SA: I was worried when New Line had it that it was going to be made wrong. The screenwriter (Shane Salerno) completely ignored the novel and wrote some piece of crap Moby Dick tale with a Megaladon. Thank God the rights reverted so I could option MEG to Belle Avery.
 
TDJ: Why is the timing right for The Meg movie?
 
SA: That’s like asking me, as an Eagles fan, why was the timing right this year for Philly to win their first Superbowl. Hell, it’s always been the right time for us fans, but this year all the ingredients came together. Same with MEG. Belle put together the right team to make a great movie. After you see it, you’ll want more – just like us long-suffering Eagles fans now want another ring. That both happened in the same year for me as a Philly guy is something special. Unfortunately, my dad died seven years ago… I wish he could have seen both.
 
I know one of the reviews that screamed out from the front cover of my first edition of Meg said ‘Jurassic Shark’, so it’s only fitting that one of the Executive Producers is Gerald R. Molen, who also produced Jurassic Park. It’s quite a team they’ve assembled in front of and behind the camera.

TDJ: Are you pleased with how it has all gone and did you get to visit the set?

SA: Very pleased. As for visiting the set, my Parkinson’s made those long trips (New Zealand and China) too challenging. Hopefully I’ll be ready for the sequel!
 
TDJ: What’s it like having Jason Statham as your leading man? What does he bring to the role?

SA: He was my flat-out #1 choice. Tough as nails, haunted by his past… he is Jonas Taylor.

TDJ: Statham wasn’t big in movies at the time the book was published; did you have anyone in mind when you were writing the character of Jonas Taylor?

SA: Back then, I always liked Kurt Russell in the role.

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TDJ: Are the many major differences between the book and the film?

SA: There are differences, but none major.

TDJ: Like Peter Benchley you also share a screenwriting credit, how was it adapting your book for the big screen?

SA: After the rights reverted from New Line, Belle and I co-wrote a new script that was used to sell investors. It was fun to write.

TDJ: Have you any tips for any budding screenwriters?

SA: I’ve written several adaptations of my own work, and half a dozen original scripts, but I don’t think I carry the expertise to answer a question like that. Novels… yes, not scripts. Other book to film series - such as Jack Reacher and the Robert Langdon series - haven’t been shot in the order they were published.

TDJ: If there was a The Meg film sequel which book should it based on and why?

SA: Good question. Maybe Hell’s Aquarium.

TDJ: How does Steve Alten feel about sharks?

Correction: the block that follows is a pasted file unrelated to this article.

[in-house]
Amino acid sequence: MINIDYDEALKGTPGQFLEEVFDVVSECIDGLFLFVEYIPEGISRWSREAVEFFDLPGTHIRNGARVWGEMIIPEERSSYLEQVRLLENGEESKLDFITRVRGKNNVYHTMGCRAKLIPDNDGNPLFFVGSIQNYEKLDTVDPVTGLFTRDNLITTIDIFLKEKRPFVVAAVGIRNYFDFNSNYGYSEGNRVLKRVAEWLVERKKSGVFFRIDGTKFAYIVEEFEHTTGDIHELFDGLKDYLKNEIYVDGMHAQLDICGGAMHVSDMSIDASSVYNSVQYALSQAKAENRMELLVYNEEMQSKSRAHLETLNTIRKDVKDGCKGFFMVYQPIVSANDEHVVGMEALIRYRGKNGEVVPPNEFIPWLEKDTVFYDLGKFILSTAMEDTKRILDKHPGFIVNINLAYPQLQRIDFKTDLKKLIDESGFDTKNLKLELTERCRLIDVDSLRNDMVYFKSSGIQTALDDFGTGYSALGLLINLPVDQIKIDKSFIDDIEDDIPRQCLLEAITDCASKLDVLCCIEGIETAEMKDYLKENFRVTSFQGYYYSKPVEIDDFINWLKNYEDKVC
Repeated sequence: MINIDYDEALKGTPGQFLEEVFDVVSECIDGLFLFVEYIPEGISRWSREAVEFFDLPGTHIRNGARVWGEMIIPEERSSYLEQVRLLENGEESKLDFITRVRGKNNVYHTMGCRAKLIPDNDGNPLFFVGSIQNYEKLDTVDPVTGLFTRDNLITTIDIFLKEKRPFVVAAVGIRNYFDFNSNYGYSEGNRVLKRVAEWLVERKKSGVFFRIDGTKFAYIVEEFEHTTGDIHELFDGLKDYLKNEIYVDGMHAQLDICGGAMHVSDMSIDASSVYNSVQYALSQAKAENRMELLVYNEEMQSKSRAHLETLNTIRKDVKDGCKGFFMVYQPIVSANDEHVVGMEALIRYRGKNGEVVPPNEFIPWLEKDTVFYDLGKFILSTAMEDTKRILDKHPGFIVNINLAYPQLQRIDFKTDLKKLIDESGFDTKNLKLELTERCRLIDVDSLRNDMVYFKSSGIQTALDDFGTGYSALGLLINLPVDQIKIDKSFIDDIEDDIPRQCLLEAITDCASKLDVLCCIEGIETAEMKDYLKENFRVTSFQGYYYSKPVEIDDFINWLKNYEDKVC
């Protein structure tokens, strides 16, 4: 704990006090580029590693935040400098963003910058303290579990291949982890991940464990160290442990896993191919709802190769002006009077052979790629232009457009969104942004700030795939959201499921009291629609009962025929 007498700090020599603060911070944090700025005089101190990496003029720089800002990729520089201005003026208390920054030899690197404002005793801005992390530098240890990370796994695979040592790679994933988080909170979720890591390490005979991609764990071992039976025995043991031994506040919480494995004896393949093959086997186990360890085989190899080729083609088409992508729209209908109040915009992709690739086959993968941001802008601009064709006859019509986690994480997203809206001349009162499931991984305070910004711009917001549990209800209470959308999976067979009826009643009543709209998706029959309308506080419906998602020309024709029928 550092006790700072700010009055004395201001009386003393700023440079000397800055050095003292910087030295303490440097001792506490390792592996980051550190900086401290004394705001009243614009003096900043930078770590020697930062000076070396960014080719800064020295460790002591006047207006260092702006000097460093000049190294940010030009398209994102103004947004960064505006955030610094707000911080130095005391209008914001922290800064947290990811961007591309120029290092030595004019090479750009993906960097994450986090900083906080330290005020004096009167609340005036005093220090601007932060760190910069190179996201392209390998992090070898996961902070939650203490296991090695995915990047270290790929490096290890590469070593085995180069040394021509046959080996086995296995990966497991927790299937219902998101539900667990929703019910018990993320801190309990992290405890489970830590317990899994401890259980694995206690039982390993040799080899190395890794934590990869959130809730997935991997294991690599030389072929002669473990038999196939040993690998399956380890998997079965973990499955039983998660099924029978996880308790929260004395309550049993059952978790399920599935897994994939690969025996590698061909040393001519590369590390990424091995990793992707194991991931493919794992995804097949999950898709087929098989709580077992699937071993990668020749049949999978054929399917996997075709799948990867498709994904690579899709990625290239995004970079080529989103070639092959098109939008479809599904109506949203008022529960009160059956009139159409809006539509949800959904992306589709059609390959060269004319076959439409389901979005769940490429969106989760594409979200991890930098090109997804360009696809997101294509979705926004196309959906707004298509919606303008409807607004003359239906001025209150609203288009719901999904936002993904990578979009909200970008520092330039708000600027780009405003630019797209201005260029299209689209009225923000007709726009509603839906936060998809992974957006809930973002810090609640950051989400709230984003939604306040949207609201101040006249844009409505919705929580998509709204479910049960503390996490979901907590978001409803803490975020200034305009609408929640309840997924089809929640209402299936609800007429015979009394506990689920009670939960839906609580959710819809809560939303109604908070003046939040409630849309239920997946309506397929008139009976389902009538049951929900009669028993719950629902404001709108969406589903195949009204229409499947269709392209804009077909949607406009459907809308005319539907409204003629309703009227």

SA: I know they are a necessary and critical link in the ocean’s food chain and that we must stop slaughtering these amazing creatures – especially for shark fin soup. That insanity must be stopped.

TDJ: What do you think is our continued fascination with sharks, whether it be documentaries, books or film?

SA: We enjoy the thrill of being scared and sharks are scary creatures – especially when we find ourselves in their environment where we are ill at ease.

TDJ: Somewhere, somehow do you think there could be a Megalodon lurking in the ocean depths?

From a scientific standpoint, it is definitely possible. To simply state as fact, “We haven’t seen one, so they died off” is not science, it is conjecture. You are talking about the apex predator of all time that dominated the oceans 30 million to as little as 10,000 years ago. Megs had one enemy – Orca, which hunt in packs. How does a 70-foot Meg avoid being killed by Orca? It goes deep. How much of the oceans’ deep realms have been explored? Less than 1%. Do the math...

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TDJ: The Meg has been rated 12A in the UK and PG-13 in America, can we expect an unrated edition when it comes to Bluray?

SA: I don’t know. Personally, I am not into excessive gore for gore’s sake.

TDJ: Have you seen the film yet? If not, how will you be experiencing it for the first time?

SA: God-willing, on August 6 in Los Angeles at The MEG premiere.

TDJ: You’ve shown great perseverance with your books and finally getting Meg into cinemas. You’ve also been diagnosed with Parkinson’s- how has that impacted your creative streak and writing? What keeps you going?

SA: Physically and mentally, it is a challenge. But others have cured themselves, and that is my goal. Plus, I have a family to support, so I’ll continue to persevere as long as God allows me.

TDJ: Has the journey been worth it?

SA: I am convinced it was the journey I was intended to take. Would I do certain things differently if I could go back in time? Sure. But here we are. I did what was necessary at the time to get us here… to get me here.

TDJ: Finally, will you be visiting the UK anytime soon?

SA: I hope so. First, I need to beat this disease. The odds of getting published, and having your best-seller turn into an amazing motion picture are far greater. Us Philly guys… don’t give up easily.

'The Meg' premieres August 10th 

Questions complied by Dean Newman & Ross Williams